My only theory on why this would be glossed over (other than people being thoughtless jerks) is that politics, especially leftist politics (because they tend to be those of the disenfranchised, i.e. those with no power) are so controversial in the classroom that I would imagine a teacher would avoid mentioning too much about it for fear of being seen as pushing their own agenda on their students.

    Have you heard of Carola Woerishoffer? I did a brief post on her a couple months back:

  15. Fantastic post, Aarti. I'm going to share it with my daughters!

  16. Blodeuedd - Yes, she most certainly went out in the world :-)

    Dawn - I am not sure if I still have it. Maybe? I hope so! It had a sticker with balloons on the inside cover, with a "Happy birthday, Aarti!" note inside.

    Vasilly - That is SUCH a good point. We know far too much about Paris Hilton and not nearly enough about Helen Keller.
    And school is good- I will email/tweet you soon to catch up :-)

    Kelly - Yes, she definitely didn't let any handicap hinder her progress towards her goals.

    Care - Haha, I know! So great :-)

    Alice - Yes, you make a good point. I think you're right- teachers aren't really allowed to talk a lot about anything that might seem a little controversial. Even though, clearly, most political debates are controversial. Sigh. It would make class much more interesting!

    Col - Oh, that's so nice! I'll be sure to keep them coming every week.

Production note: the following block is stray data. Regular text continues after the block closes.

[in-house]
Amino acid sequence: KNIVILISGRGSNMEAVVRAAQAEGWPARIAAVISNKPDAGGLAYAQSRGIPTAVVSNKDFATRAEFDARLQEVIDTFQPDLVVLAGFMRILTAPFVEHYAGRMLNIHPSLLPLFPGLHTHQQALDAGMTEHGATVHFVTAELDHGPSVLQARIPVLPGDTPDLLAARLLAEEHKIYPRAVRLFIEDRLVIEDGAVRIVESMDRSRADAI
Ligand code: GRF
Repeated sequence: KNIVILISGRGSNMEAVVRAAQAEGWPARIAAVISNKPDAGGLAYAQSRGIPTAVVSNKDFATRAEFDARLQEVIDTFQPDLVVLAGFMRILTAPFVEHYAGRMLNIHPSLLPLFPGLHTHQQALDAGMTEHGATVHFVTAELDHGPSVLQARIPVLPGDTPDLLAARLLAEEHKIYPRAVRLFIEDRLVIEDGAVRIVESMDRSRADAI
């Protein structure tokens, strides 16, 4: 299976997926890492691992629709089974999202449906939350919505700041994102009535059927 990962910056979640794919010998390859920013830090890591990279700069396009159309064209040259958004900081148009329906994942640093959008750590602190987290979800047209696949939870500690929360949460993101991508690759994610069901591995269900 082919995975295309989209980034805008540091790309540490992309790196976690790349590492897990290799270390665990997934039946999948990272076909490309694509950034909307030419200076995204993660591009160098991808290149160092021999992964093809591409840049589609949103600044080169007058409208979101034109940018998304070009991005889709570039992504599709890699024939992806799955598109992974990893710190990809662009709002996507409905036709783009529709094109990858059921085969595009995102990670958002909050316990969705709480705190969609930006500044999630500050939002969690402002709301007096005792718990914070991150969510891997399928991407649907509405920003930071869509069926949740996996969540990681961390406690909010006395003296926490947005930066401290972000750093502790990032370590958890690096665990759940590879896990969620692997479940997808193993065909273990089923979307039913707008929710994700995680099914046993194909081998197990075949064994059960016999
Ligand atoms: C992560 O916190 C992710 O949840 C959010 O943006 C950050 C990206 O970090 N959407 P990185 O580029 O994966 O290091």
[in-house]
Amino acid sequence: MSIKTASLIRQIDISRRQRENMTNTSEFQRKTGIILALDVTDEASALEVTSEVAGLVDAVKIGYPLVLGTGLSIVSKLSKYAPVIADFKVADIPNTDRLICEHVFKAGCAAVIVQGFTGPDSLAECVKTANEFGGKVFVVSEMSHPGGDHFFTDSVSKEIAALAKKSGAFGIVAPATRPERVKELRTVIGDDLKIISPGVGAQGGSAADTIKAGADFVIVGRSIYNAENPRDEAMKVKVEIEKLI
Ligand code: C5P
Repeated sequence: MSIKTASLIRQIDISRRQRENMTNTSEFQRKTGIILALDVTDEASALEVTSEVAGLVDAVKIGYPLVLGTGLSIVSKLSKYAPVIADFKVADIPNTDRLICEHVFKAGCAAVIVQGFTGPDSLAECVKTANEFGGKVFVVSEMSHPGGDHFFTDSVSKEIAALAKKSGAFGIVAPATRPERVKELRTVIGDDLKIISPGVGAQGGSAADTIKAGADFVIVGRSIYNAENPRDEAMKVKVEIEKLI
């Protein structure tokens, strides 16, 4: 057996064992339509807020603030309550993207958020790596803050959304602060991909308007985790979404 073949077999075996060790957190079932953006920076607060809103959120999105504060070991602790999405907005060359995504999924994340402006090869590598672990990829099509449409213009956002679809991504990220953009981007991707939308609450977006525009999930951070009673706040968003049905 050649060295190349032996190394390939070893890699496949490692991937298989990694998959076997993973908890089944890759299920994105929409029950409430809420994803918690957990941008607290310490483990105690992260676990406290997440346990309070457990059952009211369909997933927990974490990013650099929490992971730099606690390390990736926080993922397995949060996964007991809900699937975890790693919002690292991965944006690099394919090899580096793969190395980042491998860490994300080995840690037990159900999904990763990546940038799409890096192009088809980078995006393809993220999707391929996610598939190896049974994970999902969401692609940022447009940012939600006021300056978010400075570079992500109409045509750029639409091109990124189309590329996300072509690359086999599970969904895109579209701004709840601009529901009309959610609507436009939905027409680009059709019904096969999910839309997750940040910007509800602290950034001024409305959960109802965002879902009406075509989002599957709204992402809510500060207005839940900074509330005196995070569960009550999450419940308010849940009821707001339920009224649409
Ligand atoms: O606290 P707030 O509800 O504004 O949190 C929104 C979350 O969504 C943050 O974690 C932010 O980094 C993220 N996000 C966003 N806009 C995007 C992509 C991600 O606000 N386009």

17. Wow, I did not know that and I thought I knew all about Helen Keller! She's one of my heroes. I'll have to read a more current bio of her - or maybe even one of the older ones and see if it was me or them. (It could be me. I have these weird lapses in Things I Think I Jolly Well Should Have Known About and yet.....don't.)

  18. This is such a great post, Aarti. I only know the very basics of Keller's story, but you made me want to seek out a book about her, preferably one that acknowledges her full complexity. I love what you said about women as agitators.

  19. Carrie - I think we all know that feeling ;-)

    Nymeth - Yes, I think it's sad that so many biographies ignore such a MASSIVE part of her life. I hope there are some accurate ones out there.

  20. Thanks for this informative post. Like many others, I knew the bare bones story of Keller's childhood, but didn't know anything about her political activities as an adult.